Incline Village takes a different approach to housing
Nayeli Enriquez will soon have to pay $ 2,000 a month for her two-bedroom apartment in Incline Village.
The apartment is rotting, which worries her because her daughter has asthma. The mother of two and a resident of Incline Village for over 30 years has lived in the apartment for eight years and her rent was previously $ 800. She now has two jobs to make ends meet.
When Enriquez complained about the mold, she said the owner used green duct tape to cover it.
“We were hoping there would be housing for low income people, but there is no housing… a lot of people are moving to Reno or Carson,” Enriquez said. “We are losing a lot of people. If you walk around town, everyone is hiring because there is a shortage of people… the rent goes up by a thousand dollars more and people just can’t afford it, especially for families ”,
Enriquez said residents of Incline have started to feel the effects of the housing crisis in their daily life in the city.
“A lot of people are stressed out at Raley’s because … there aren’t a lot of people (working) … there are a lot of people who say ‘the wait for our restaurant was awful.’ “There are only two waiters, and there are only two cooks. Well, a lot of cooks and waiters and buses are gone.
Indra Winquest, general manager of the Incline Village General Improvement District, said the district had limited autonomy in the face of the housing crisis on the Nevada side of Lake Tahoe – the remaining question of whether the district had the power to buy housing for the workforce.
Winquest said community members asked why the district hasn’t gone to great lengths to purchase housing for the workforce.
“Frankly, we didn’t go that route,” Winquest said. “I don’t necessarily believe that’s part of our mission. It’s unfortunate, but if we were to do something like this we would be spending a lot of public money, and I’m not sure if that’s something the district should be responsible for. We are really trying to work with the nonprofits and the county.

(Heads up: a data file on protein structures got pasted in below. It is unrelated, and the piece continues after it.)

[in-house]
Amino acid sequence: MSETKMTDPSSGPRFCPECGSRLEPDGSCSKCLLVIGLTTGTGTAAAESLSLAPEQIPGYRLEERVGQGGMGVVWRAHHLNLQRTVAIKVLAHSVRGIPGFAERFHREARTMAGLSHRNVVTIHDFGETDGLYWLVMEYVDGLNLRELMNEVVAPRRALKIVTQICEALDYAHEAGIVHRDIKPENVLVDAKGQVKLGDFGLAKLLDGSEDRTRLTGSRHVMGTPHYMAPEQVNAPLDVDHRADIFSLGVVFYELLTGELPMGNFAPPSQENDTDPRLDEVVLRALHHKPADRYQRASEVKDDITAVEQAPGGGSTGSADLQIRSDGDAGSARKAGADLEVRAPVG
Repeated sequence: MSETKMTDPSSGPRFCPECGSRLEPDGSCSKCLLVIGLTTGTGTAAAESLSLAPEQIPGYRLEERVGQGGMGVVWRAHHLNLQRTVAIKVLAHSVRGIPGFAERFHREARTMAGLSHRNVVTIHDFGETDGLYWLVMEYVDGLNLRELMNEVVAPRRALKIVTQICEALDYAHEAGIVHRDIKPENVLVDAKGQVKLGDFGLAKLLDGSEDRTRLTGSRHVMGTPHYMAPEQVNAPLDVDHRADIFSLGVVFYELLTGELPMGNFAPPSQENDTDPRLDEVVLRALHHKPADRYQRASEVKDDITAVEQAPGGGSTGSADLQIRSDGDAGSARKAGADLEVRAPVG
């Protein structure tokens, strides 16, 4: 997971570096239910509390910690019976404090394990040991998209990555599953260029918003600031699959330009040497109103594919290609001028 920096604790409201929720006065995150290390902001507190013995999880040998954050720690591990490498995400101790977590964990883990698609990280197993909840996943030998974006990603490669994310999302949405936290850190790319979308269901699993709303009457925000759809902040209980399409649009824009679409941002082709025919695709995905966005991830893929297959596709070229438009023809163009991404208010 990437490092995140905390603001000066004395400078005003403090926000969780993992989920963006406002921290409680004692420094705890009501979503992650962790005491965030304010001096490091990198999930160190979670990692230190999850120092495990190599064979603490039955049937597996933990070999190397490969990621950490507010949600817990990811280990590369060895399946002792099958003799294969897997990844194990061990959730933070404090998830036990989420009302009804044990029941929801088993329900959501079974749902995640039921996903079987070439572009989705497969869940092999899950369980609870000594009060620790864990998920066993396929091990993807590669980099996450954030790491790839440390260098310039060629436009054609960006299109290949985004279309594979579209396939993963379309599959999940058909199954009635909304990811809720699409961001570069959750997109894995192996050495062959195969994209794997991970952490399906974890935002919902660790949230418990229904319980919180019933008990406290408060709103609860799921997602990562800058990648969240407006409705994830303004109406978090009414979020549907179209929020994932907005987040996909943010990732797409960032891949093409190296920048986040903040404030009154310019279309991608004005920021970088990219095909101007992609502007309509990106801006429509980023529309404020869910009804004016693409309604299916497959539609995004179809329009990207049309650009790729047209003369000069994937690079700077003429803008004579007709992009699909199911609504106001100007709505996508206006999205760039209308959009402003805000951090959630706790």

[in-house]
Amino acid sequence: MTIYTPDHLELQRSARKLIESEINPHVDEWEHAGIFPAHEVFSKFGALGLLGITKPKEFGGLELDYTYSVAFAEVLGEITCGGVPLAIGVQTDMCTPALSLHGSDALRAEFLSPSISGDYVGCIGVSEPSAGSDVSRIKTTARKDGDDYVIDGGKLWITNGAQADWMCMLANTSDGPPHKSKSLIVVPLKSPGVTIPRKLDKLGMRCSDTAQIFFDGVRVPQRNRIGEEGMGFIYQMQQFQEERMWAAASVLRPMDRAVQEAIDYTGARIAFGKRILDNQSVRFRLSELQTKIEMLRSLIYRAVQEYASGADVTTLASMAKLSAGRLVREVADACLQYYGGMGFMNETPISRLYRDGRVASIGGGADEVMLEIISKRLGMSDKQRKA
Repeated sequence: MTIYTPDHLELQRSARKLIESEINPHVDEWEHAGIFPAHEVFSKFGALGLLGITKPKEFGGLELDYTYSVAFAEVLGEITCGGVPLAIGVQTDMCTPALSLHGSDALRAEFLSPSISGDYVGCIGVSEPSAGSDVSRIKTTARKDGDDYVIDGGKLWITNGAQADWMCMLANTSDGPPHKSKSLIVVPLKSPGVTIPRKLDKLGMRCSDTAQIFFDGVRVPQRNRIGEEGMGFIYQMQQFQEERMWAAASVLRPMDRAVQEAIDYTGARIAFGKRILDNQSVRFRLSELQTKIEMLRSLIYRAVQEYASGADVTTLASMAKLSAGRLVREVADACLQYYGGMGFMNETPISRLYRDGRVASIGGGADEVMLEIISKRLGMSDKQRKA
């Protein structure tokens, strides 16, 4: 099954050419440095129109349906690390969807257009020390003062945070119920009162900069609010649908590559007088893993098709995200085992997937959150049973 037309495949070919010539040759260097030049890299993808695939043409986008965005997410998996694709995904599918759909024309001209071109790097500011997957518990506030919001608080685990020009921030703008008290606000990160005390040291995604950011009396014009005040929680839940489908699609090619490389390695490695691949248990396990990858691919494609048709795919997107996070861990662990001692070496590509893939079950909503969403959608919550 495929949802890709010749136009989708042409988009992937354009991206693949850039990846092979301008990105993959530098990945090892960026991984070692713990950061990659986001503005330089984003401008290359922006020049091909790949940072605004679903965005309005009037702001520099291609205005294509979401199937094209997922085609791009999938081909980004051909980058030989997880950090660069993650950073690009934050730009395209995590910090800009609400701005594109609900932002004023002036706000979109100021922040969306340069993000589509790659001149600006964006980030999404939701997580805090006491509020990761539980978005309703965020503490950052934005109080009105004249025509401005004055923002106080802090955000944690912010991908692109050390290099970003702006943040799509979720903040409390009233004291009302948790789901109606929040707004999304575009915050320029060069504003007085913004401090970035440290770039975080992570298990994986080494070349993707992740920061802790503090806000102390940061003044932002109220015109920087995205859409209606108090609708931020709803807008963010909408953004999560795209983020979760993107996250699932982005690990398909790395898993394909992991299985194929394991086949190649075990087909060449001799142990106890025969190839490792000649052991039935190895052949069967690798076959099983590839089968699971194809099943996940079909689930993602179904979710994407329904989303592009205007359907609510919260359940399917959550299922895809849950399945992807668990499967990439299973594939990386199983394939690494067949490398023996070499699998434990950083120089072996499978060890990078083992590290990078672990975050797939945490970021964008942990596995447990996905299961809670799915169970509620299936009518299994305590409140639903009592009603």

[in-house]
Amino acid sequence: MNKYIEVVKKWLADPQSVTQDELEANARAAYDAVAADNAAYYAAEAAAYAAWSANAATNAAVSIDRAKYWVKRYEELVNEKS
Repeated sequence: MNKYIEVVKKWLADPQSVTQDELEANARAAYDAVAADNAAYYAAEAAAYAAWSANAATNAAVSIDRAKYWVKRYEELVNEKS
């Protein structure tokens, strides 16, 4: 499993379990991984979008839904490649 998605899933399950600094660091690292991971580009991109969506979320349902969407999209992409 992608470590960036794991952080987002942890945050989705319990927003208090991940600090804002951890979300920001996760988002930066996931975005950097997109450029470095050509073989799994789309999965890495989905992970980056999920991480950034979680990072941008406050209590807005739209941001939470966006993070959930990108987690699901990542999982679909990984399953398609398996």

“We’re part of the process, of the discussion, but we don’t necessarily have the skills to do a lot of what others may be able to do. “
In early 2019, the district was offered the former Incline Elementary School for purchase by the Washoe County School District for $ 2 million – which District President Tim Callicrate said could have potentially be used for housing local labor. However, the board of directors at the time declined the offer.
Winquest said the Tahoe Prosperity Center had done much of the work to help start the conversation about finding solutions to the housing crisis in Incline Village. TPC works with a network of regional businesses and nonprofits to collect data and catalyze discussions on solutions to problems around the lake. Housing is currently a high priority for the organization.
While the center kicks off the conversation about housing on the Nevada side, it is not, in fact, a dedicated housing resource for the Incline Village and Crystal Bay communities, such as organizations like Landing Locals.
“It’s a common misconception that we are a housing service provider,” said Chase Janvrin, program manager for the Tahoe Prosperity Center. “We’re really trying to bring people together to discuss it. “
The center recently published a housing assessment titled “Washoe Tahoe Local Employee Housing Needs and Opportunities”, conducted by WSW Consulting. He believes that this is the first step in finding a solution.
“… We know that housing is a problem, but we have to be able to quantify it,” Janvrin said. “How much housing is needed, what kind of housing, at what price, what size, how many rooms – that sort of thing. And then, what are the specific drivers of the problem and how can they be addressed? “
“Whatever goals the community wishes to see, we are happy to help however we can… nothing will happen without the participation of the community,” he added. “Whatever the community wants, it has to come from the community. “
According to Janvrin, there are currently no dedicated resources for workforce housing in the community. As it is, tangible, dedicated local housing resources like Sierra Community House and Landing Locals can only work in California, as they are not licensed in Nevada, so their services cannot be offered on that side.
Regarding solutions, Janvrin thinks it would be useful to have an agency to put residents in touch with housing, as well as other short-term solutions.
“I think most people think about building new buildings and I think it’s important to realize that you can’t get out of this problem. There are so many different things that need to be addressed… it takes years to build a new affordable housing complex… I think the short term could be things like incentive programs to open second homes. said Janvrin.
Elizabeth White is an editor for the Sierra Sun, a sister publication of the Tribune. She can be contacted at [email protected]